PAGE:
• This show contains adult, profane language, and is therefore not safe for work. So unless you want your boss to know that you’re listening to programming about a “Disco Epilepsy Ray,” get some headphones.

Enjoy the show, suckers!

all_new_captain_america_1_cover_variantThis week we added and installed a ton of new studio equipment for the show… and then used it to spend a few minutes laying in movie sound clips like middle-market Morning Zoo jocks.

Once we got that out of our system (and it is out of our system, we swear), we spent some time discussing the Doctor Who season finale, Death in Heaven. We talk about how the finale resembled a big comic book crossover event, whether the season theme of The Doctor-as-aristocrat really held water, the missed opportunity of Clara insisting that she was The Doctor, and why the English put so much stock in Christmas specials.

This week also brought us the solicitations for the first week of DC’s Convergence event on April 8th, so we go through each of the books and talk about what looks good, what looks great, and what it would take for us to even remotely care about some of the returning pre-New 52 characters (hi, Damian Wayne!).

On the comics front, we discuss:

  • Captain America and The Mighty Avengers, written by Al Ewing with art by Luke Ross,
  • Captain America #1, written by Rick Remender with pencils y Stuart Immonen, and
  • Superior Iron Man #1, written by Tom Taylor with art by Yildiray Cinar!

And now the warnings:

  • This show is recorded live to tape. While that might mean that this is a looser comics podcast than you are normally accustomed to, it also means that anything can happen.
  • This show contains spoilers. While we try to shout out warnings ahead of time, just assume that the spoilers you fear most will be uttered as the punchline to a dirty joke.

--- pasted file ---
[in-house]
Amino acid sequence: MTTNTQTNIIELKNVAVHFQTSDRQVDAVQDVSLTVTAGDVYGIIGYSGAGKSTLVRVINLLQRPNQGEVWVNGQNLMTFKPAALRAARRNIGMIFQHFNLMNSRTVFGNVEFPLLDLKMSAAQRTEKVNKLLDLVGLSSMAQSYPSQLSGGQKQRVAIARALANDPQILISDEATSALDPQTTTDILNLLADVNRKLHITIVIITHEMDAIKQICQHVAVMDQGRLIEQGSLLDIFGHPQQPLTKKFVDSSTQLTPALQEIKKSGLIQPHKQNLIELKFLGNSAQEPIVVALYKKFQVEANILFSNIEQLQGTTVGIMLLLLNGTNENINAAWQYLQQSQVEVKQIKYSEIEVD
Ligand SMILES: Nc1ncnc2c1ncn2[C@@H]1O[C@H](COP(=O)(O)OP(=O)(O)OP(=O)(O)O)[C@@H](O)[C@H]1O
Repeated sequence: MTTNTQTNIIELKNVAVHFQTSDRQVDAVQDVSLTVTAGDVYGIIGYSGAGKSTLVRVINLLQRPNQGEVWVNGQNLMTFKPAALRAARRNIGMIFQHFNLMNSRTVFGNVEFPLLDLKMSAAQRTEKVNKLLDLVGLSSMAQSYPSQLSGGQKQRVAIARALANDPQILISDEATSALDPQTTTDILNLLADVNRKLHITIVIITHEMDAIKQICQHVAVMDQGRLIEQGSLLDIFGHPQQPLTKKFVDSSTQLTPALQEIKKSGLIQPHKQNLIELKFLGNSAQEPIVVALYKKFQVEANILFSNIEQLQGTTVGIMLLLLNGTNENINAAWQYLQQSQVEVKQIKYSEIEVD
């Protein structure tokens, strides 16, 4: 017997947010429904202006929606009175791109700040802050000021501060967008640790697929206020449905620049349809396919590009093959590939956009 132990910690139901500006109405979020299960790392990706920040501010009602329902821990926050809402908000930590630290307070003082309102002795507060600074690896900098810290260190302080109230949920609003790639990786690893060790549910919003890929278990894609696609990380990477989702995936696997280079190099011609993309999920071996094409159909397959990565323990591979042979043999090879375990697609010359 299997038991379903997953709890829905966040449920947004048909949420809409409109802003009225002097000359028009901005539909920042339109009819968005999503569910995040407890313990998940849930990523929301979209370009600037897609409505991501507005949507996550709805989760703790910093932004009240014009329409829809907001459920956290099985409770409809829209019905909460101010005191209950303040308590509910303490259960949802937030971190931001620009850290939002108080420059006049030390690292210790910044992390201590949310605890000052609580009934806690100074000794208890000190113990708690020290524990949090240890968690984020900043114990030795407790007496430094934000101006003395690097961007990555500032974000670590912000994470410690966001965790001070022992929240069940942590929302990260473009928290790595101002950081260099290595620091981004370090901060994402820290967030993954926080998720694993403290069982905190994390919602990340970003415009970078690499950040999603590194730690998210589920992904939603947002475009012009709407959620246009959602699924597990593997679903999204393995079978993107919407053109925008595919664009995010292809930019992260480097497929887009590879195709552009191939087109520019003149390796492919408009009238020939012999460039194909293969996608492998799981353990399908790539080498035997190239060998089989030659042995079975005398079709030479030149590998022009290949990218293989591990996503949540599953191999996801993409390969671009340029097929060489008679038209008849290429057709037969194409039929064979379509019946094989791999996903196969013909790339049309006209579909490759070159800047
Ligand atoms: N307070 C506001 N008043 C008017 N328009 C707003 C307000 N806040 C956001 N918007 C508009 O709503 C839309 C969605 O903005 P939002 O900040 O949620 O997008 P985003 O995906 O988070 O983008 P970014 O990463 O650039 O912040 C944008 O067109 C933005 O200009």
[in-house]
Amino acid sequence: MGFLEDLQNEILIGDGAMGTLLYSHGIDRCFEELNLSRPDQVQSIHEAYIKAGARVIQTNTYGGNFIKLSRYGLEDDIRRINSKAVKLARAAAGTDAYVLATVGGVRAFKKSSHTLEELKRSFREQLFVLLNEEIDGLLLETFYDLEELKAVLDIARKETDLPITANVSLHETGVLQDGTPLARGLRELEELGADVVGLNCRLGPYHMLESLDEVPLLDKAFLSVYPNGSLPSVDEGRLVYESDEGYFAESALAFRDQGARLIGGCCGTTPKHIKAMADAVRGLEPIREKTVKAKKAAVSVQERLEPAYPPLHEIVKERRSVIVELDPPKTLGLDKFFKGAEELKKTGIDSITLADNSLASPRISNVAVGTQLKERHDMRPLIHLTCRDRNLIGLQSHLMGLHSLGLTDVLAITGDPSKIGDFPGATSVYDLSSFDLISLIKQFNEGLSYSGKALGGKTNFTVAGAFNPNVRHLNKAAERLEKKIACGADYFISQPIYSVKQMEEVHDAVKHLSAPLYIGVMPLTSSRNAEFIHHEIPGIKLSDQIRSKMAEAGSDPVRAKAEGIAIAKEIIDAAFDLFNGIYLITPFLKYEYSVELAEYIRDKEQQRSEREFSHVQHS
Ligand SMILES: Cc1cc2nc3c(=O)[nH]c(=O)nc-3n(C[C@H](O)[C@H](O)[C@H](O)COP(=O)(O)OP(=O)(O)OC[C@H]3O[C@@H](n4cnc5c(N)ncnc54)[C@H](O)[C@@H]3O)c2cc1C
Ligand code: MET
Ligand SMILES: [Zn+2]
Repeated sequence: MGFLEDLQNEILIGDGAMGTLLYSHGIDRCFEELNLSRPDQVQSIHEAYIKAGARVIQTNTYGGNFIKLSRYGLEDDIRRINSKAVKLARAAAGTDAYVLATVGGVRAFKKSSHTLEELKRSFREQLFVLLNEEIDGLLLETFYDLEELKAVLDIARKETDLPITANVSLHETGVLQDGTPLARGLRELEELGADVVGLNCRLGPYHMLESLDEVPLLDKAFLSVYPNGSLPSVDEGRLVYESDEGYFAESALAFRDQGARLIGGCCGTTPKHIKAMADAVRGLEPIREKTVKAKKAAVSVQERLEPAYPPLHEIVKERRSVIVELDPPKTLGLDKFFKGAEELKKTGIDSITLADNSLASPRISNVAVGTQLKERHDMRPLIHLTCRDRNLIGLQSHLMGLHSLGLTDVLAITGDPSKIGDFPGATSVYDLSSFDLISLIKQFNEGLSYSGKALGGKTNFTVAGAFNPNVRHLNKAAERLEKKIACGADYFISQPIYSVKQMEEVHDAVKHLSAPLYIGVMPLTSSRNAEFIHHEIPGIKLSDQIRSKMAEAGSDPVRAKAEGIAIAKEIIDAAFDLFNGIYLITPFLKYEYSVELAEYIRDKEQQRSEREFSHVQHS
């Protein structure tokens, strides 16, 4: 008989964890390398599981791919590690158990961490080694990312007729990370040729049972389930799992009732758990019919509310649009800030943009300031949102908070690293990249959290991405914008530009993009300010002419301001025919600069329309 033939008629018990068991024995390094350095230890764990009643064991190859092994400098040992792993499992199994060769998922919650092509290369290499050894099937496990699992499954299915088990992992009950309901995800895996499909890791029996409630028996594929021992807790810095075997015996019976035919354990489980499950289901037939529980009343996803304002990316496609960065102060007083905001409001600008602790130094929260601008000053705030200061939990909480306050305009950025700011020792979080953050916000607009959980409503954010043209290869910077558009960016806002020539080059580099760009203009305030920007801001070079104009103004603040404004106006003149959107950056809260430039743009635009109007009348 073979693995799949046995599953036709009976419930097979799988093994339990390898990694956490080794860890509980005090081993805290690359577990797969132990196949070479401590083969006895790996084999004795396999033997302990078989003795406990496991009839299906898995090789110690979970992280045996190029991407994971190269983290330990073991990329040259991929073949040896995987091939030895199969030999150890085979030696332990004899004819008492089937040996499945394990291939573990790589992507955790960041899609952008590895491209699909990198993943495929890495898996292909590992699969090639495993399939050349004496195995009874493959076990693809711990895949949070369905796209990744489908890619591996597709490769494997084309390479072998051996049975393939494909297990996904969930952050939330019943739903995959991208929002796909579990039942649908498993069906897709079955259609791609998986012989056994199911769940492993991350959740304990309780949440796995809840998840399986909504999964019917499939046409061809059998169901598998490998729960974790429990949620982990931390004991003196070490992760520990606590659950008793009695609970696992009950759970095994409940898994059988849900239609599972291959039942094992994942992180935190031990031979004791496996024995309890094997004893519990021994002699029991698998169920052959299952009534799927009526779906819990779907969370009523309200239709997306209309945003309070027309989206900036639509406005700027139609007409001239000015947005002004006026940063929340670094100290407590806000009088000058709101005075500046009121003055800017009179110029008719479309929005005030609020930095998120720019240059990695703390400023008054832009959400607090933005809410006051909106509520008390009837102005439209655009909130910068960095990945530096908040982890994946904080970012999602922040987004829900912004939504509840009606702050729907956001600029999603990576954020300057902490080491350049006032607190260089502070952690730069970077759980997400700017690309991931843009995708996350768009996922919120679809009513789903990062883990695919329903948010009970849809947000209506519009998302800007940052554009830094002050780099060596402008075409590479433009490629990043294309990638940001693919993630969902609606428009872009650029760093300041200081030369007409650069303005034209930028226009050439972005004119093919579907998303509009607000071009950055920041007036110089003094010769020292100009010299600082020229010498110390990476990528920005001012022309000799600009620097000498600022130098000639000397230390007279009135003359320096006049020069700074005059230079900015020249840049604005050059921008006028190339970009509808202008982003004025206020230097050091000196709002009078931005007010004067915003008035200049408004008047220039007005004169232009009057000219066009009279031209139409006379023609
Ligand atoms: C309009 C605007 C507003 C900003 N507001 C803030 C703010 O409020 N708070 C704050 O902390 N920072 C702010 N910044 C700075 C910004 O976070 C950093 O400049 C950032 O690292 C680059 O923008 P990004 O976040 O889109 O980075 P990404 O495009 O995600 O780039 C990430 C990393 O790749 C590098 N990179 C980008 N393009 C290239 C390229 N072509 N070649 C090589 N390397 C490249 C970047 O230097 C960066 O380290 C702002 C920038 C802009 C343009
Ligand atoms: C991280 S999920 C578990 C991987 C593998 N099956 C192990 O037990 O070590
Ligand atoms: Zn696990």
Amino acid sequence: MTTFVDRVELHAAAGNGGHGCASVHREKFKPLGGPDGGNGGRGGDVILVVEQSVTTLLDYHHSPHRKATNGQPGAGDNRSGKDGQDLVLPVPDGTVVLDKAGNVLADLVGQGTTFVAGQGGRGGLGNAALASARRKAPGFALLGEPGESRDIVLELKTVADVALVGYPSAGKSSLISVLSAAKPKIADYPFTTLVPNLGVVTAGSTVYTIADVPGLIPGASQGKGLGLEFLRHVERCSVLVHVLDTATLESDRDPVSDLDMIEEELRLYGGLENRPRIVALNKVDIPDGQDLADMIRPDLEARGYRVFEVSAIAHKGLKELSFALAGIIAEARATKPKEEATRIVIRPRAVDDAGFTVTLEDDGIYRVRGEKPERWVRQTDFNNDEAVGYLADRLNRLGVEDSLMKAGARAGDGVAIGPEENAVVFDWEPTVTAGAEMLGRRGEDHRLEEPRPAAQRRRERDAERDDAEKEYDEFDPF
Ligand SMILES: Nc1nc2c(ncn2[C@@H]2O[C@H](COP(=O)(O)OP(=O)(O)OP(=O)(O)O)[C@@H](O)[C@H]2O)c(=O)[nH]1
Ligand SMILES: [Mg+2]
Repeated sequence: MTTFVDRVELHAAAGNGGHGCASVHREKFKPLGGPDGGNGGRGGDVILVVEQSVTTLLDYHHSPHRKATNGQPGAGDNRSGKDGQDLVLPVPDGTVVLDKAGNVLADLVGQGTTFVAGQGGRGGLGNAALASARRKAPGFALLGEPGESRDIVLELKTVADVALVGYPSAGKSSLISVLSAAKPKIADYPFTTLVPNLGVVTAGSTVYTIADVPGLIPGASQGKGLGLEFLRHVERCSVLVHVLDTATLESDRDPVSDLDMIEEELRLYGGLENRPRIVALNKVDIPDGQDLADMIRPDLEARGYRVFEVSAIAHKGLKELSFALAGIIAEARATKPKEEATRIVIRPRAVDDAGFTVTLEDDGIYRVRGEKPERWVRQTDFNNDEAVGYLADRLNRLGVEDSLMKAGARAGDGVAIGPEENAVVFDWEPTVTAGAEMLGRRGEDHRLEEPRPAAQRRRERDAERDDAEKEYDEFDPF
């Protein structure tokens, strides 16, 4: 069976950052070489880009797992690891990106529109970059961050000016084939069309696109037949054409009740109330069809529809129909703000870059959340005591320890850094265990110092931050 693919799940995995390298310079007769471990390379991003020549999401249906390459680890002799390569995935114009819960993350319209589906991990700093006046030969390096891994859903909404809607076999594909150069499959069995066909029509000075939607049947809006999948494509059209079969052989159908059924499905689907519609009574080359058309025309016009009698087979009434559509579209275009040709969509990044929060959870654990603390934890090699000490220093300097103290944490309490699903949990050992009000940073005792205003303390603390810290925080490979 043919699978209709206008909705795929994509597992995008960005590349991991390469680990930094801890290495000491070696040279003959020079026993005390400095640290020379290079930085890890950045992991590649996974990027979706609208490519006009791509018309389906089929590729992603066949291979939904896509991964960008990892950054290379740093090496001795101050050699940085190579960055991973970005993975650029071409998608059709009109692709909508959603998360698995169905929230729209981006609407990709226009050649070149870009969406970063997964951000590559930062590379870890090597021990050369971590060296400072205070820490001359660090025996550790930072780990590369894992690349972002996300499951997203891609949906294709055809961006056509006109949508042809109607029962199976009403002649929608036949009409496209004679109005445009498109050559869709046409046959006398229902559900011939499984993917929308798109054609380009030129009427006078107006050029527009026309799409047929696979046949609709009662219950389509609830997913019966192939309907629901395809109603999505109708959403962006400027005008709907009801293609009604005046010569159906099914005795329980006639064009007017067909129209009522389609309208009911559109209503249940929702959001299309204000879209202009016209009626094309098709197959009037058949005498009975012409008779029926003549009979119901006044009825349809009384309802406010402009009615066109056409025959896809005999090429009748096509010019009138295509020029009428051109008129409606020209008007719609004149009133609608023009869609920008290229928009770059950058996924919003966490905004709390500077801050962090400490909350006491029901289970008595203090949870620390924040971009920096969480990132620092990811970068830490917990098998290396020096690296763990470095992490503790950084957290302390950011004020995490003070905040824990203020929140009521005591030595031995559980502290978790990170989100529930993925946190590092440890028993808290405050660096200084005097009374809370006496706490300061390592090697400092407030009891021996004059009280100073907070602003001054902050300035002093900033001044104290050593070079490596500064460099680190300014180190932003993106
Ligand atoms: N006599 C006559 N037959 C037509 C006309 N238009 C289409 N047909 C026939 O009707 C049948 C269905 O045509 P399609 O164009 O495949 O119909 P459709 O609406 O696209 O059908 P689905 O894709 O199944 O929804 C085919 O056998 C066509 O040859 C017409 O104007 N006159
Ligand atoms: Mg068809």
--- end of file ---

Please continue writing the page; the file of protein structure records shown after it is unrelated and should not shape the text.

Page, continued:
• Speaking of dirty jokes, this show contains adult, profane language, and is not safe for work. Having just bought a crate of recording studio gear, I can state with some authority that headphones are cheap. Get some.

Enjoy the show, suckers!

star_hunters_4_coverOver the past week, announcements have come down that TV versions of Teen Titans and Supergirl are being developed… mere weeks before the premieres of Gotham, Constantine, The Flash, and a new season of Arrow. And all this on top of DC’s efforts to build a Marvel Studios style cohesive universe with their own movies.

So Amanda and I discuss who they could possibly use in Titans, what with all these other disconnected properties being released (spoilers: if we see Jericho, there will be blood). We also talk about whether, with these series as well as Marvel’s Agents of S.H.I.E.L.D.Agent Carter, and the four Netflix series, we could be driving the non-comics reading public into superhero burnout, and if DC is fouling their own nest by pulling possible movie characters out of play for basic cable TV shows.

We also talk about:

  • Batman: Futures’ End #1, written by Ray Fawkes with art by Aco, and
  • The Death of Wolverine #2, written by Charles Soule with art by Steve McNiven!

And now the disclaimers:

  • We record this show live to tape. While that might mean a slightly looser show than you are used to, it also means that anything can happen. Like talking about Matthew Perry wearing Leifeld leg pouches stuffed with Vicodin.
  • This show contains spoilers. While we try to shout a warning ahead of time, consider this the official one.
  • This show contains adult, explicit language, and is therefore not safe for work. If you don’t have headphones, find Jericho, clock him in the head and take his. He’s got it coming, and besides: he can’t cry for help anyway.

Enjoy the show, suckers!

batman_89_one_sheetIt’s the 25th anniversary of the release of Batman in theaters, so this week, Amanda and I talk about what it was like being a geek in the years and months leading up to the flick… and whether it holds up now (Hint: in 1989, Batman was a terrible, terrible pervert).

We also talk about:

  • The pilot for The Flash that leaked to the Internet this week,
  • Superman #32, written by Geoff Johns with art by John Romita Jr., and,
  • New Avengers #20, written by Jonathan Hickman with art by Valerio Schiti!

And, the usual disclaimers: